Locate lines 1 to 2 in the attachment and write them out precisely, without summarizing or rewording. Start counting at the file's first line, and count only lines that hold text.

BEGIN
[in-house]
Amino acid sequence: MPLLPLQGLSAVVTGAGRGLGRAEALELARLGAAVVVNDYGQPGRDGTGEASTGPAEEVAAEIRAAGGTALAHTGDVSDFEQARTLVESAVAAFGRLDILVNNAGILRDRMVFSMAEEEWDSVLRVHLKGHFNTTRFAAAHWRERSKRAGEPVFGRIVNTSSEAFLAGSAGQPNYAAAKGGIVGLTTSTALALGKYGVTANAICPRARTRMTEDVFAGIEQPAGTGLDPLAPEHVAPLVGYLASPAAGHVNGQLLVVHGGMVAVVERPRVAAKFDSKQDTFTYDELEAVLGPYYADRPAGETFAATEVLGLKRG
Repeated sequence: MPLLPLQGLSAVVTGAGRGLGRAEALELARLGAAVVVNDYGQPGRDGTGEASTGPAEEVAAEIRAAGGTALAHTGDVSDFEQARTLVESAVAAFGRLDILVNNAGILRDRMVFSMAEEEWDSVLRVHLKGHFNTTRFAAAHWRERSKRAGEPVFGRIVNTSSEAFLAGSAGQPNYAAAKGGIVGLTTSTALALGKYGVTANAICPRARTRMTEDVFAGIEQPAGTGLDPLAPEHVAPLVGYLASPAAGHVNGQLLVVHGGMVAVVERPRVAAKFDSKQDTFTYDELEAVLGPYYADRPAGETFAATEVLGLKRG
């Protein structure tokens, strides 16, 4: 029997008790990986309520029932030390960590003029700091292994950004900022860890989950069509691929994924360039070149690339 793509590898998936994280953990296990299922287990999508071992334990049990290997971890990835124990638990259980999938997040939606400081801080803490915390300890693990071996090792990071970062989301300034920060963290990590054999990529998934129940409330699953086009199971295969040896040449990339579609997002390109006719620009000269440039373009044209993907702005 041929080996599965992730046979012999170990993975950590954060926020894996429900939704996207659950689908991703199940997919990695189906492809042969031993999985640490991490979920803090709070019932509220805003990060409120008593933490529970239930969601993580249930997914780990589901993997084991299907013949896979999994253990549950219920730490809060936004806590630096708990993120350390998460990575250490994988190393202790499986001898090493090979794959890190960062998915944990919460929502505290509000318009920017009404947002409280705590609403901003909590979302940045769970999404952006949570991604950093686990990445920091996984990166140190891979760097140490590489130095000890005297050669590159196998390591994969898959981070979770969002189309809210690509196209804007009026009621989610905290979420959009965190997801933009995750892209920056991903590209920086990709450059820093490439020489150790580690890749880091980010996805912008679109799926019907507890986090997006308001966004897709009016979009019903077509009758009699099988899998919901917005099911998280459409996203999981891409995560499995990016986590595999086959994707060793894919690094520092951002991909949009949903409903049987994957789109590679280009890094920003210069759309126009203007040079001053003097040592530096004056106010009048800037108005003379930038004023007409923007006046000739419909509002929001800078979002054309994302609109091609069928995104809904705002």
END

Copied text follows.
[in-house]
Amino acid sequence: MPLLPLQGLSAVVTGAGRGLGRAEALELARLGAAVVVNDYGQPGRDGTGEASTGPAEEVAAEIRAAGGTALAHTGDVSDFEQARTLVESAVAAFGRLDILVNNAGILRDRMVFSMAEEEWDSVLRVHLKGHFNTTRFAAAHWRERSKRAGEPVFGRIVNTSSEAFLAGSAGQPNYAAAKGGIVGLTTSTALALGKYGVTANAICPRARTRMTEDVFAGIEQPAGTGLDPLAPEHVAPLVGYLASPAAGHVNGQLLVVHGGMVAVVERPRVAAKFDSKQDTFTYDELEAVLGPYYADRPAGETFAATEVLGLKRG